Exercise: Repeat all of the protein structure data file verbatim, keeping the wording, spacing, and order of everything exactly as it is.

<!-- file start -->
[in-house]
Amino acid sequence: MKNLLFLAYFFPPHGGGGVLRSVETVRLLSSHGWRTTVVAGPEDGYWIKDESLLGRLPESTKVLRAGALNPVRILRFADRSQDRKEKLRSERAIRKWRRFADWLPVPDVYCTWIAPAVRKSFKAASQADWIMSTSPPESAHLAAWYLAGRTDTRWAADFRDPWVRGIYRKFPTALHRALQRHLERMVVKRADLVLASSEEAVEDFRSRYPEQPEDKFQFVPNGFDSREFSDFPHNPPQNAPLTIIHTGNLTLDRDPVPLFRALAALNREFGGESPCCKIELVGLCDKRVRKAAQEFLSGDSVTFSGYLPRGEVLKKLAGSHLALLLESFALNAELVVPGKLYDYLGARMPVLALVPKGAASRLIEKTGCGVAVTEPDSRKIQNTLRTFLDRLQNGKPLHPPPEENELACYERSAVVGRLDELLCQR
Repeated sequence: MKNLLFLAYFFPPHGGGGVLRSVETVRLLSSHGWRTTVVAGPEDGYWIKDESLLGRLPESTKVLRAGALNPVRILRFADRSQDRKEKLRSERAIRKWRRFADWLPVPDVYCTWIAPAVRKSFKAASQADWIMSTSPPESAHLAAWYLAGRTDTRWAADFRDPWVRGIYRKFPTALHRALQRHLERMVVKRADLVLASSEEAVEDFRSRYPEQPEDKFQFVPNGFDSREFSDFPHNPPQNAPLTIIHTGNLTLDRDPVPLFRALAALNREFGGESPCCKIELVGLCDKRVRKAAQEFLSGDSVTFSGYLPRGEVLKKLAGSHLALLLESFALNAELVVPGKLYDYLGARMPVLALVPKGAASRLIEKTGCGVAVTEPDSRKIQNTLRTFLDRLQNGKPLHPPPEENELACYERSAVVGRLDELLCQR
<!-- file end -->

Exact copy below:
[in-house]
Amino acid sequence: MKNLLFLAYFFPPHGGGGVLRSVETVRLLSSHGWRTTVVAGPEDGYWIKDESLLGRLPESTKVLRAGALNPVRILRFADRSQDRKEKLRSERAIRKWRRFADWLPVPDVYCTWIAPAVRKSFKAASQADWIMSTSPPESAHLAAWYLAGRTDTRWAADFRDPWVRGIYRKFPTALHRALQRHLERMVVKRADLVLASSEEAVEDFRSRYPEQPEDKFQFVPNGFDSREFSDFPHNPPQNAPLTIIHTGNLTLDRDPVPLFRALAALNREFGGESPCCKIELVGLCDKRVRKAAQEFLSGDSVTFSGYLPRGEVLKKLAGSHLALLLESFALNAELVVPGKLYDYLGARMPVLALVPKGAASRLIEKTGCGVAVTEPDSRKIQNTLRTFLDRLQNGKPLHPPPEENELACYERSAVVGRLDELLCQR
Repeated sequence: MKNLLFLAYFFPPHGGGGVLRSVETVRLLSSHGWRTTVVAGPEDGYWIKDESLLGRLPESTKVLRAGALNPVRILRFADRSQDRKEKLRSERAIRKWRRFADWLPVPDVYCTWIAPAVRKSFKAASQADWIMSTSPPESAHLAAWYLAGRTDTRWAADFRDPWVRGIYRKFPTALHRALQRHLERMVVKRADLVLASSEEAVEDFRSRYPEQPEDKFQFVPNGFDSREFSDFPHNPPQNAPLTIIHTGNLTLDRDPVPLFRALAALNREFGGESPCCKIELVGLCDKRVRKAAQEFLSGDSVTFSGYLPRGEVLKKLAGSHLALLLESFALNAELVVPGKLYDYLGARMPVLALVPKGAASRLIEKTGCGVAVTEPDSRKIQNTLRTFLDRLQNGKPLHPPPEENELACYERSAVVGRLDELLCQR